They Can’t Stop the Gaming

Welcome to Save State, where I play random indie games and tell you about the experience. Over the last few weeks, I’ve platinumed Elden Ring, had a water main break, and then lost electricity because of rogue tree-cutters taking out the transformer on the utility pole in front of my house. I’m not saying these three things are related, I’m simply stating that I’m probably too awesome for my utility companies to handle me, right now. Clearly it was a situation of Vincent OP: Please nerf, just like the Sword of Night and Fire in Elden Ring.

Since that day, my power has been flickering on and off at random times and without warning, so I’ve been playing more games on my Switch. Nintendo’s little handheld is fantastic for playing in the dark and wondering how life brought you to this point, and of course, like any respectable Switch owner I wound up browsing the e-shop via mobile hotspot just to see what was on sale. A game with a particularly bombastic art style leapt out at me- Steel Assault, some kind of platform action game. “I haven’t played something like Gunstar Heroes or Contra in a long time. This’ll be a nice change of pace from all of the metroidvanias and roguelikes I’ve been playing.” Before I knew it, the game had already been installed on my Switch and I was off to the races- I’m apparently very compulsive when I’m sitting in the dark with nothing much else to do.

Steel Assault’s opening is eye-catching and explosive: phenomenal pixel art flies at the viewer in rapid succession, distinctly presenting to you the preview scrawls that would show up on old arcade machines, mixed with a modern anime flair. Steel Assault looks positively gorgeous. The slick, super-saturated pixel art and special effects, from rain to explosions, enraptures the player in the action, just like in old Genesis games like Gunstar Heroes. There’s even a bilinear and CRT filter that are quite convincing, more so than the filters of most retro game collections from way bigger developers, though I eventually wound up turning them off because my old man eyes were having difficulty distinguishing some of the flashing projectiles from the background with the blur filter switched on.

Steel Assault is very reminiscent of old 2D arcade games of the days of yore- those quarter eaters that you’d spend your entire allowance on just so you could tell your friends that you made it to level 3 without spending any extra money. You primarily play as a character with a bionic arm, your weaponry replete with an electric whip and a zip line you can fire to dodge attacks or climb through areas. There are powerups you can find, such as a shield or an electric charge that allows your whip to fire a projectile, but those power ups are limited in use, though you can extend their benefits by destroying enemies point blank to acquire cores that charge up your subweapons.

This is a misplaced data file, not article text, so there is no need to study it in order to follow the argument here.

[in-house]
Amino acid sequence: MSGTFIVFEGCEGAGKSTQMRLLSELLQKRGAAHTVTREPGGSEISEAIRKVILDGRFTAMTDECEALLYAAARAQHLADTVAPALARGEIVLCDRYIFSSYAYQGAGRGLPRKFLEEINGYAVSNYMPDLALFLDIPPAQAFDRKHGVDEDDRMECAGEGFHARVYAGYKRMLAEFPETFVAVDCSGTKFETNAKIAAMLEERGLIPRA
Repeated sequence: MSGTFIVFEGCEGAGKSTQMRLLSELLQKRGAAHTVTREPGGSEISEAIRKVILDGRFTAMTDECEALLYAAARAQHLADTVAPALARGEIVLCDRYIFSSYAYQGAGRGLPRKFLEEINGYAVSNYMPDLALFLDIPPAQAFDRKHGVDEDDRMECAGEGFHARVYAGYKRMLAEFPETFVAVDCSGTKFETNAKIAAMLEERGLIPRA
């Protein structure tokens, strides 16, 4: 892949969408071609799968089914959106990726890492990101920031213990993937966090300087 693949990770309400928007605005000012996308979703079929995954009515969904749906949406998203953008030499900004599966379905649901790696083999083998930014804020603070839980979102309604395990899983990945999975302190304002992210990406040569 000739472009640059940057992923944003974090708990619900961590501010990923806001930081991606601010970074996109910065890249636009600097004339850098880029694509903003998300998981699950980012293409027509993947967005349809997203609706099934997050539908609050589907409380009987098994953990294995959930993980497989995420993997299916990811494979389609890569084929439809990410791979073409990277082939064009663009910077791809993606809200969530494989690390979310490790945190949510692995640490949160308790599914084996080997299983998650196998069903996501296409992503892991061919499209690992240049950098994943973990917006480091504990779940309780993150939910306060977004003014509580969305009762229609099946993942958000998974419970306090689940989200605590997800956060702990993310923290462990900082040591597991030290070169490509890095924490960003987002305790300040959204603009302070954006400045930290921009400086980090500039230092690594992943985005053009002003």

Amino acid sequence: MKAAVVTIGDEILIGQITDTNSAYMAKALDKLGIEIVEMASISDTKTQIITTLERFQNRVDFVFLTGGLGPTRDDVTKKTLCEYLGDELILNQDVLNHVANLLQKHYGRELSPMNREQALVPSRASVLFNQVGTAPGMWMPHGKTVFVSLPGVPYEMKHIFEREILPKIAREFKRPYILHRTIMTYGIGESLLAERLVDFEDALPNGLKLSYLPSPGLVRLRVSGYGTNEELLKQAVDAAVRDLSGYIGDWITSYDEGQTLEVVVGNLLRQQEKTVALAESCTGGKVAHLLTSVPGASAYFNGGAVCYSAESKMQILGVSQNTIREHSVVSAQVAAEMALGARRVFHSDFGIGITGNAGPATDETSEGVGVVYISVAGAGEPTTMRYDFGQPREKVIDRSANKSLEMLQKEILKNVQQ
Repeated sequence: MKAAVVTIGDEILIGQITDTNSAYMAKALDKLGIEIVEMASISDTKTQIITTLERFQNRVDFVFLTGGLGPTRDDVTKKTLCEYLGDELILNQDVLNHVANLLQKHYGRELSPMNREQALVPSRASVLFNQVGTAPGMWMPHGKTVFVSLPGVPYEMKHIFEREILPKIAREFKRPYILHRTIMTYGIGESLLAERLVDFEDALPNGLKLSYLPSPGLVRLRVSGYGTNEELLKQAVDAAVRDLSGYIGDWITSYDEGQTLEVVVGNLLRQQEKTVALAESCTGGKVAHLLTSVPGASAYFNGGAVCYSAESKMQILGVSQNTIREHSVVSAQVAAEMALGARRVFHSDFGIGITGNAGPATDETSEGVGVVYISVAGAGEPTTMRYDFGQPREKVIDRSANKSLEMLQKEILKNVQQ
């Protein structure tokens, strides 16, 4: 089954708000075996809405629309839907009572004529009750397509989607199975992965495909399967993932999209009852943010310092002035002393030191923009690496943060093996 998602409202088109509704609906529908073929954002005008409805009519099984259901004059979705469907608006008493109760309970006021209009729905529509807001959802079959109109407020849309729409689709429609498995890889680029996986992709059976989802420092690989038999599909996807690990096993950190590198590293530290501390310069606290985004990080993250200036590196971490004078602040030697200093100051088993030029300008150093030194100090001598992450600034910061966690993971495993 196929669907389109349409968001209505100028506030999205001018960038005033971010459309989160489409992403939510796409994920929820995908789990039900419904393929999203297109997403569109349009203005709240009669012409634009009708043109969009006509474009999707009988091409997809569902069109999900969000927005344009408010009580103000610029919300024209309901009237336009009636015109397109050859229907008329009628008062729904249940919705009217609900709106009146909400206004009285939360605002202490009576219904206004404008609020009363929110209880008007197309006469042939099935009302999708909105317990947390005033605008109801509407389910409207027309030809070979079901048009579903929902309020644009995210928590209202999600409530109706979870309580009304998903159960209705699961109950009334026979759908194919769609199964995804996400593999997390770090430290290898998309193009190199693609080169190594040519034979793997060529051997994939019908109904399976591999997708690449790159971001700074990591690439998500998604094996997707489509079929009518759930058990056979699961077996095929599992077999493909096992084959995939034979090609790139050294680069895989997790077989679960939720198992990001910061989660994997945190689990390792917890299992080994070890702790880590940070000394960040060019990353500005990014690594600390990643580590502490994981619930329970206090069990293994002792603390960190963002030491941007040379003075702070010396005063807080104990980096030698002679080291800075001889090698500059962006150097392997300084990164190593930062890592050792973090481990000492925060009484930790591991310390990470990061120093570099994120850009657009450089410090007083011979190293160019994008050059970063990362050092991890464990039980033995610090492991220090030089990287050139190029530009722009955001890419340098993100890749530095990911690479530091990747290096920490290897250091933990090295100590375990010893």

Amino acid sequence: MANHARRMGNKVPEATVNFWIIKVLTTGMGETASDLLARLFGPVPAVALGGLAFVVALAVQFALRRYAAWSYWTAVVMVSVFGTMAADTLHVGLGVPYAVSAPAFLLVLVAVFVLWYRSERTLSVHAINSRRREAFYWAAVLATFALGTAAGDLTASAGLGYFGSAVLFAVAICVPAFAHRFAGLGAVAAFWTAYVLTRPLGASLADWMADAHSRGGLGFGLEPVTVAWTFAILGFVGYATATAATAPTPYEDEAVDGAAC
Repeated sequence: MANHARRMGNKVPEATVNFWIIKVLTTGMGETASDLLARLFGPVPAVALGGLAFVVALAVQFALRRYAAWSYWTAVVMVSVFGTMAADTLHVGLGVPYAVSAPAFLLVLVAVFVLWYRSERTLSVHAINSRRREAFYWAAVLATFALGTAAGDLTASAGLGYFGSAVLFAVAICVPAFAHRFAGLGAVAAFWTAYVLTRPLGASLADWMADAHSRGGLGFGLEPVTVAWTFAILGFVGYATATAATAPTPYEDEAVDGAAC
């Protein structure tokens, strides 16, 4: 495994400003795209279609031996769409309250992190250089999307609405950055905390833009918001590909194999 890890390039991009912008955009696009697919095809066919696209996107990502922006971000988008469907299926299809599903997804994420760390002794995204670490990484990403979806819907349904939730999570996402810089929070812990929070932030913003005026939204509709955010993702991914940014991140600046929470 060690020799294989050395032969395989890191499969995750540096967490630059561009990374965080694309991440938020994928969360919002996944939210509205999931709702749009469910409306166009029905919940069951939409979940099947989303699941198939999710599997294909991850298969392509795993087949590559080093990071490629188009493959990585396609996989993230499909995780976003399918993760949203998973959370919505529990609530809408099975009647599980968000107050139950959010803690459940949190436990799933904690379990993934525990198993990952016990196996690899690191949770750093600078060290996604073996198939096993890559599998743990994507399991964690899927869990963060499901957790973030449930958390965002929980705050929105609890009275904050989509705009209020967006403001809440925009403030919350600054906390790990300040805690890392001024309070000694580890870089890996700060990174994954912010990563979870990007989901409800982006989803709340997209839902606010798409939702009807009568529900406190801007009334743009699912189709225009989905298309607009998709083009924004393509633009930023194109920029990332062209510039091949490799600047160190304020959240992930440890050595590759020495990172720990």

The challenge of Steel Assault is in how most enemies have projectile weapons, but you have greater mobility and a whip that can cancel out most enemy bullets. This creates a fast and frenetic kind of gameplay where you’ll whip away some projectiles, jump and use a zip line to cross a gap, double jump over more projectiles, and finally whip a particular enemy until it explodes. Controls are tight, and enemy placement is specifically designed in a way that challenges you to approach cautiously, but quickly, else you be overwhelmed by enemy bullets. The zip line mechanic, combined with a double jump and an invincible slide ability, combine in a way that gives you ton of maneuverability as you cut swaths through hordes of enemy robots.

The campaign mode of the game sends you on a quick tour of the game’s five levels, and while it also gives you some background on what the protagonist is doing at each location, the main draw is that should you die, you’re sent back to the most recent checkpoint. Arcade mode, on the other hand, gives you a warning about being meant for skilled action platformer players, and it means it: Dying in arcade mode means getting sent back to the beginning of the game. That being said, the difficulty is quite customizable- I played on normal mode, but should you find that too difficult, there is an easy an expert mode to fine tune the difficulty more to your liking.

Steel Assault is a game that looks fantastic in motion. There’s oftentimes a ton of visual effects, like rain or billowing, fiery smokestacks of a nuclear plant in the background. The audio of the game is incredibly catchy- some tracks sound like they’d be right at home in a playlist next to Mega Man X6, one of the highest compliments I can give (which, as well all know, has the best soundtrack of the PSX Mega Man X titles, even if everything else was half-baked). You can’t listen to the first stage’s song and tell me that it’s anything short of fantastic. There are people who can say Steel Assault has a bad soundtrack, and then there are people with correct opinions, it’s honestly that simple.

Steel Assault is a 2D action platformer, and it stands head and shoulders with other titles in its genre. It has no ranking system like Mega Man Zero, but anyone who enjoys those games would be right at home playing Steel Assault with very little issue. If you enjoyed Strider 2, Bionic Commando, or a wide variety of similar games, Steel Assault would be right up your alley. Like those games, however, Steel Assault is also very, very short. It’s an arcade-style game with an emphasis on replayability, and it likely won’t take you more than an hour to clear the game.